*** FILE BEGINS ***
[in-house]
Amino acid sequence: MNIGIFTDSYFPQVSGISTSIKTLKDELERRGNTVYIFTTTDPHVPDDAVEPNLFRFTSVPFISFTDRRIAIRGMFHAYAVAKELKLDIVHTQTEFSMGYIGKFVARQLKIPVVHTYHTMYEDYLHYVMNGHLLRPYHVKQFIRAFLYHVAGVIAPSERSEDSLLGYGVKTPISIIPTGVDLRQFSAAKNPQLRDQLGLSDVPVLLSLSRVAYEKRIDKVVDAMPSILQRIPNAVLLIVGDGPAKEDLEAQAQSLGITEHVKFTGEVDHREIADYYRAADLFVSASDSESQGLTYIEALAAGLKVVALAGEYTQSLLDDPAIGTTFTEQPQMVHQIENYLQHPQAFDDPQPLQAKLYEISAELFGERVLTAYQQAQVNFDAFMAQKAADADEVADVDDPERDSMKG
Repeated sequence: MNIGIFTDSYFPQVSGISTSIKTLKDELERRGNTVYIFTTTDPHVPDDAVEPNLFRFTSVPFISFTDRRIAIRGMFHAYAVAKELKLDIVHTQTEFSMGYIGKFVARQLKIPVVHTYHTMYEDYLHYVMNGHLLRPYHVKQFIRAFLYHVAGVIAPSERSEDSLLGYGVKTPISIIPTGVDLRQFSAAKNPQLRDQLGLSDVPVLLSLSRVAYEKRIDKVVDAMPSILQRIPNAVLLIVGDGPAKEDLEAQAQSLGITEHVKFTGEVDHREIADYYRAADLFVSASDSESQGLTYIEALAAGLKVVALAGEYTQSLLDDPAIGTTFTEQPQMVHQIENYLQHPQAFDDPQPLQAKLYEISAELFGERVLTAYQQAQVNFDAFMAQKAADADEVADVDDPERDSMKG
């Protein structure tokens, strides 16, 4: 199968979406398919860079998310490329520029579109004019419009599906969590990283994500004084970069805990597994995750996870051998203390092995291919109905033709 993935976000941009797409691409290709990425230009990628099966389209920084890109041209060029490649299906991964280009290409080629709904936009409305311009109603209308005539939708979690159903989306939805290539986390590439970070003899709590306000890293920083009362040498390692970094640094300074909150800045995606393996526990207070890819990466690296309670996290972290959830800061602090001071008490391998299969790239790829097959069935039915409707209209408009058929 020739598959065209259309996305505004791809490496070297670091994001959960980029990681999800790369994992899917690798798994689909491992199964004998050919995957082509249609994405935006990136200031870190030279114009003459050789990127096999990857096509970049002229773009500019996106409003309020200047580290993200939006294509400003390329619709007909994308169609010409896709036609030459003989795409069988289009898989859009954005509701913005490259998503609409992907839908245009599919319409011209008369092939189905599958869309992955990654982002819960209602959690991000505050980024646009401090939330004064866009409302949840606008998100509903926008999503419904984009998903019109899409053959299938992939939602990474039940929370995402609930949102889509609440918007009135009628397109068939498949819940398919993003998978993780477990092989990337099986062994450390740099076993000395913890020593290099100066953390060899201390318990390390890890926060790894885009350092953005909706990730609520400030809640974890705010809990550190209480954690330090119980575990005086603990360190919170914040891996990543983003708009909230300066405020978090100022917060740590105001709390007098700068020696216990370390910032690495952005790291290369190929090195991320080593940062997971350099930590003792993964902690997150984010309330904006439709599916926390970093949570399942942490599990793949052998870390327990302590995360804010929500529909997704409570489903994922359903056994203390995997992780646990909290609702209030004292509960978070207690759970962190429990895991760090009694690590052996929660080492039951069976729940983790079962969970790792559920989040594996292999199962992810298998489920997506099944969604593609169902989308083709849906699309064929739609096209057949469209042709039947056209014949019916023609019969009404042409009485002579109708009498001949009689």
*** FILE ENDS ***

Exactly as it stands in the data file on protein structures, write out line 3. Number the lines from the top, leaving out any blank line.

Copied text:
Repeated sequence: MNIGIFTDSYFPQVSGISTSIKTLKDELERRGNTVYIFTTTDPHVPDDAVEPNLFRFTSVPFISFTDRRIAIRGMFHAYAVAKELKLDIVHTQTEFSMGYIGKFVARQLKIPVVHTYHTMYEDYLHYVMNGHLLRPYHVKQFIRAFLYHVAGVIAPSERSEDSLLGYGVKTPISIIPTGVDLRQFSAAKNPQLRDQLGLSDVPVLLSLSRVAYEKRIDKVVDAMPSILQRIPNAVLLIVGDGPAKEDLEAQAQSLGITEHVKFTGEVDHREIADYYRAADLFVSASDSESQGLTYIEALAAGLKVVALAGEYTQSLLDDPAIGTTFTEQPQMVHQIENYLQHPQAFDDPQPLQAKLYEISAELFGERVLTAYQQAQVNFDAFMAQKAADADEVADVDDPERDSMKG